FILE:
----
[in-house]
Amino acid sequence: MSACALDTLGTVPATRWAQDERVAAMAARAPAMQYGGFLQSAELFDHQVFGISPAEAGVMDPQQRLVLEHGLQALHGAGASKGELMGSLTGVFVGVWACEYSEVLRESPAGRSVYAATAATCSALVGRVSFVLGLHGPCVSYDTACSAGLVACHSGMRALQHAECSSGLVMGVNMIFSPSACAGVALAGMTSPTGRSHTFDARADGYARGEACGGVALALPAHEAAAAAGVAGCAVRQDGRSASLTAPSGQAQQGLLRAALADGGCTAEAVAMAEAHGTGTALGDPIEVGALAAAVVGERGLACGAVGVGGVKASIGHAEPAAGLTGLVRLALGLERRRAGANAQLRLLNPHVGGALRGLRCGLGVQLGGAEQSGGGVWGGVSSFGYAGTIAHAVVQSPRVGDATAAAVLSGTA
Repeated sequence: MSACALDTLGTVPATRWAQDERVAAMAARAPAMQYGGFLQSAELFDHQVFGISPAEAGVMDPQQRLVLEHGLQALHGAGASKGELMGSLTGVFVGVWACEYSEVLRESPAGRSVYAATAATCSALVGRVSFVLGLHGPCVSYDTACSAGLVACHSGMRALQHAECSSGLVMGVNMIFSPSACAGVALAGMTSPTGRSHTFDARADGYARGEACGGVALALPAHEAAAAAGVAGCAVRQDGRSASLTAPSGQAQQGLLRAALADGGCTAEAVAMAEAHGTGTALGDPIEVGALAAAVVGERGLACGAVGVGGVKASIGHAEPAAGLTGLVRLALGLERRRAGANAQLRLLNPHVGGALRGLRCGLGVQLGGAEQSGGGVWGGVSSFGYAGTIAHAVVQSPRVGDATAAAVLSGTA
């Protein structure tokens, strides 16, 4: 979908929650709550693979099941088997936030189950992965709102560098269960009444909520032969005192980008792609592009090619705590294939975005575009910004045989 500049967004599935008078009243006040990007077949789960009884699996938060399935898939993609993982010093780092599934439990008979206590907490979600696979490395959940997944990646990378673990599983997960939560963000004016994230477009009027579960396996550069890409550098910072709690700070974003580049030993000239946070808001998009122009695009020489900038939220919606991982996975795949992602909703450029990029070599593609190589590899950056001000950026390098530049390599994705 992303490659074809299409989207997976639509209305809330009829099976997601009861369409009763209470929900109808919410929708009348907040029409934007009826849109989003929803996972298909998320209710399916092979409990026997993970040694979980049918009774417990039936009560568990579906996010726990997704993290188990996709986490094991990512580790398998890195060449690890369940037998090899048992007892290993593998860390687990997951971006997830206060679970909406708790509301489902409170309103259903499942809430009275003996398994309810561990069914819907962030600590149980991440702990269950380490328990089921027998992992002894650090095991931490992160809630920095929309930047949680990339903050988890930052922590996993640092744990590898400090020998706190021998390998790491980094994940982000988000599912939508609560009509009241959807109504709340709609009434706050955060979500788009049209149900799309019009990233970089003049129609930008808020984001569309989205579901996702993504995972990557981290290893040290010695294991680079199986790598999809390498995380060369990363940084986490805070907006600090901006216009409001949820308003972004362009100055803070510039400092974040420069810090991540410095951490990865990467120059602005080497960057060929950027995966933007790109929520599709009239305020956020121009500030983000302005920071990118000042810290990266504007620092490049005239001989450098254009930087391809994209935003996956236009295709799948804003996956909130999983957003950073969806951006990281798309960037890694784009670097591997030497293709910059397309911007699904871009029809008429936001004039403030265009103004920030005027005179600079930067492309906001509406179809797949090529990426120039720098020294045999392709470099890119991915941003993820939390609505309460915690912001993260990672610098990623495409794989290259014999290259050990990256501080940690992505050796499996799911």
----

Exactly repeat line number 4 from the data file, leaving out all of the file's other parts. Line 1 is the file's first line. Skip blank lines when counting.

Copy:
């Protein structure tokens, strides 16, 4: 979908929650709550693979099941088997936030189950992965709102560098269960009444909520032969005192980008792609592009090619705590294939975005575009910004045989 500049967004599935008078009243006040990007077949789960009884699996938060399935898939993609993982010093780092599934439990008979206590907490979600696979490395959940997944990646990378673990599983997960939560963000004016994230477009009027579960396996550069890409550098910072709690700070974003580049030993000239946070808001998009122009695009020489900038939220919606991982996975795949992602909703450029990029070599593609190589590899950056001000950026390098530049390599994705 992303490659074809299409989207997976639509209305809330009829099976997601009861369409009763209470929900109808919410929708009348907040029409934007009826849109989003929803996972298909998320209710399916092979409990026997993970040694979980049918009774417990039936009560568990579906996010726990997704993290188990996709986490094991990512580790398998890195060449690890369940037998090899048992007892290993593998860390687990997951971006997830206060679970909406708790509301489902409170309103259903499942809430009275003996398994309810561990069914819907962030600590149980991440702990269950380490328990089921027998992992002894650090095991931490992160809630920095929309930047949680990339903050988890930052922590996993640092744990590898400090020998706190021998390998790491980094994940982000988000599912939508609560009509009241959807109504709340709609009434706050955060979500788009049209149900799309019009990233970089003049129609930008808020984001569309989205579901996702993504995972990557981290290893040290010695294991680079199986790598999809390498995380060369990363940084986490805070907006600090901006216009409001949820308003972004362009100055803070510039400092974040420069810090991540410095951490990865990467120059602005080497960057060929950027995966933007790109929520599709009239305020956020121009500030983000302005920071990118000042810290990266504007620092490049005239001989450098254009930087391809994209935003996956236009295709799948804003996956909130999983957003950073969806951006990281798309960037890694784009670097591997030497293709910059397309911007699904871009029809008429936001004039403030265009103004920030005027005179600079930067492309906001509406179809797949090529990426120039720098020294045999392709470099890119991915941003993820939390609505309460915690912001993260990672610098990623495409794989290259014999290259050990990256501080940690992505050796499996799911």